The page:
We rewrote s3audit in Rust

Previously on The Scale Factory blog, we posted about releasing our S3 Audit tool. A lot has changed since then.

Amazon S3 has had a lot of new features added to it, NodeJS has released multiple new versions, and the languages that our teams are confident coding in have changed.

Our work at The Scale Factory is centred around SaaS on AWS. TypeScript is a great choice for implementing an app, but none of our current team is fluent at coding in it. If we’re going to maintain and recommend a tool for security, either s3audit or something similar, we want to be sure what we recommend customers run is safe to use.

We do have colleagues with Rust experience available, as well as other team members wanting to gain more exposure to Rust. Switching language felt like a good recipe for our ability to maintain the s3audit tool into the future, so we decided to rewrite it in Rust as a side project.

We also set a constraint for the new version of the application, which was that we wanted to preserve the CLI experience from the original s3audit. If you’re already used to using s3audit, you’ll find the Rust rewrite really familiar.

A rusty bucket sat on a stone floor in front of grass and trees

Obligatory bucket image, because we’re talking about S3, but this time it’s Rusty. (Photo by Pedro da Silva - Unsplash)

Introducing s3audit-rs

Today The Scale Factory are releasing s3audit-rs, a CLI tool to audit S3 buckets within an AWS account, and report on common configuration issues.

This is a rewrite of our previous S3 Audit tool as outlined above. I’ll reiterate the goals of the original tool here, as the rewrite shares the same goals.

s3audit checks your buckets against a number of good practices to provide clear, actionable insights into the health of your configurations. These checks include:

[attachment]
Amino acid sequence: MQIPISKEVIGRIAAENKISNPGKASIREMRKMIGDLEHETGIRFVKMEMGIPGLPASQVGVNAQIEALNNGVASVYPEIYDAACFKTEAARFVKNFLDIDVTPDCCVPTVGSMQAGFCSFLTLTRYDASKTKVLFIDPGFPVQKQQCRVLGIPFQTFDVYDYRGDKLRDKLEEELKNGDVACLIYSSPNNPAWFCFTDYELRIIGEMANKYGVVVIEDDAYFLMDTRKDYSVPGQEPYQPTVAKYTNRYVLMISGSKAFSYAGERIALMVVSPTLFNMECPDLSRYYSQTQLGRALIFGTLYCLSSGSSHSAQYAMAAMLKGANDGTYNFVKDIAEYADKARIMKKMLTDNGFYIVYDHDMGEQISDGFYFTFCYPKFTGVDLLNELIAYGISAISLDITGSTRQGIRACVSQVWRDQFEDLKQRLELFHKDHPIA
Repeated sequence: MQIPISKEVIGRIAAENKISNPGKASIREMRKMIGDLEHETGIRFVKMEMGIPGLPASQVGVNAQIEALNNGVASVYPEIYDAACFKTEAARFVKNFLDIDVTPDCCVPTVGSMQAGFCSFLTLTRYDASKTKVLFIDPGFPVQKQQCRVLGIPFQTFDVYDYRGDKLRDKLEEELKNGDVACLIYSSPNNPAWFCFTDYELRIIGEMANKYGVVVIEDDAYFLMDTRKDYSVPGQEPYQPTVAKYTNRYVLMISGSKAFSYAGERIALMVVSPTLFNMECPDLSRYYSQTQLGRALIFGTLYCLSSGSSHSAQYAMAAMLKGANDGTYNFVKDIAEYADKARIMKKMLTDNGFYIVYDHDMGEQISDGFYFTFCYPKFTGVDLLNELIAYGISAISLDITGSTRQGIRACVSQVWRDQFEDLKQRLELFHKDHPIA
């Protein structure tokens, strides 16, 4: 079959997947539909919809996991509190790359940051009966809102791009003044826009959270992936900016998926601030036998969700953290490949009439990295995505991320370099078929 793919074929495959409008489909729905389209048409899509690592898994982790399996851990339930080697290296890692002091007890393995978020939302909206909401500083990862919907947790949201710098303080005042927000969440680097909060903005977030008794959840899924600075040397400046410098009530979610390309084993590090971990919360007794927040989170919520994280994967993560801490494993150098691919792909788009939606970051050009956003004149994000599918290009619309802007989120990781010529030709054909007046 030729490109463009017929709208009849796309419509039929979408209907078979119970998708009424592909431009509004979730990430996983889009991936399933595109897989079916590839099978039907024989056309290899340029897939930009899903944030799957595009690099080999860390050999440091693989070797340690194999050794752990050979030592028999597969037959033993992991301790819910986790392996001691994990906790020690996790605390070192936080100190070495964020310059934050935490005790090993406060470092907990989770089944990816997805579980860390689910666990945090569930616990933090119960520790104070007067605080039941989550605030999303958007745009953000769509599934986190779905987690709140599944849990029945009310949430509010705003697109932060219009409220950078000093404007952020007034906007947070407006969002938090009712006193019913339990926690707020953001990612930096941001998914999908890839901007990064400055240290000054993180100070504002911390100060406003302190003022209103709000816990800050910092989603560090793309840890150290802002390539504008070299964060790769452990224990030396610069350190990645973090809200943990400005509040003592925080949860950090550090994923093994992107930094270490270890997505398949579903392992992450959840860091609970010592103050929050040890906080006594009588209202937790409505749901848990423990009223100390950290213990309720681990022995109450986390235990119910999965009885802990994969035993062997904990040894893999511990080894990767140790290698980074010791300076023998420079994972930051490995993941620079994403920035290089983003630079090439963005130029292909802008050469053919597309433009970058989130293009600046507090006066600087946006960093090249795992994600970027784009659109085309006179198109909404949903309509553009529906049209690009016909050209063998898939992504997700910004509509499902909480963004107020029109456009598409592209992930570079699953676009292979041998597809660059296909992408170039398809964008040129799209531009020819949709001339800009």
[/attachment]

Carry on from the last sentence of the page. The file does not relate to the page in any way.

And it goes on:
• Does a public access configuration exist to block public access of the bucket and objects?
  • Do bucket ACLs or policies allow public access?
  • Is server side encryption enabled by default?
  • Is object versioning and MFA delete enabled?
  • Is static website hosting disabled?

Why Rust?

Using the Rust language offers us the following features:

  • Elimination of entire classes of bugs at compile-time, thanks to the ownership model
  • Fantastic performance
  • Reliability
  • Ability to distribute the tool as a single binary
  • Ease of testing code
  • Excellent compiler giving exceptional help to developers working on the project

This is a great feature set allowing us to ensure that entire classes of bugs aren’t possible in the application, while the compiler ensures that the application is fast and helps team members with errors during development.

Our usual experience is that if a change compiles OK, it passes all our tests: the Rust compiler is very strict, and for security-critical code, we see that as absolutely a benefit rather than a shortcoming.

Using s3audit-rs

You can run checks against all of the buckets in an account, or a single bucket. An example of the output from running s3audit against a single S3 bucket is:

Not of all these checks will be appropriate for all situations. You should review the output and determine which, if any, changes to make.

Installing s3audit-rs

You can download the latest release of s3audit-rs or install it from source with Rust’s package manager, cargo:

cargo install s3audit

Running the tool

As with its predecessor, s3audit-rs offloads authentication to the AWK SDK so you can continue to use any of the authentication methods that you already use with the AWS CLI. If you don’t already have a different tool that integrates with your own identity stack, we recommend running s3audit with aws-vault:

# Audit all buckets in the target account
aws-vault exec <profile> -- s3audit

# Audit a specific bucket
$ aws-vault exec <profile> -- s3audit --bucket=<bucket-name>

Ongoing auditing with AWS Config

Securing your S3 buckets doesn’t end there. To ensure ongoing compliance you should use AWS Config to audit your AWS resources on an ongoing basis.

AWS Config continuously monitors the state of your AWS resources and automatically checks it against defined rules. It can be integrated with CloudWatch, to alert if a change is made which is incompatible with the required state, and Lambda to automatically restore your resources to the desired state.

AWS provide a number of managed AWS Config Managed Rules which can be used to automate the auditing of your S3 buckets on an ongoing basis.

Conclusion

I hope this updated tool will help you quickly gain insights into the current state of your S3 configuration and avoid data breaches. If you need help securing your AWS accounts, get in touch with The Scale Factory.

Check it out at GitHub: scalefactory/s3audit-rs.


Security in AWS can be complicated. Need help? The Scale Factory offer free AWS Well-Architected reviews — we’ll spend a few hours reviewing your workload and provide recommendations to ensure that you’re following the best security practices.

This blog is written exclusively by The Scale Factory team. We do not accept external contributions.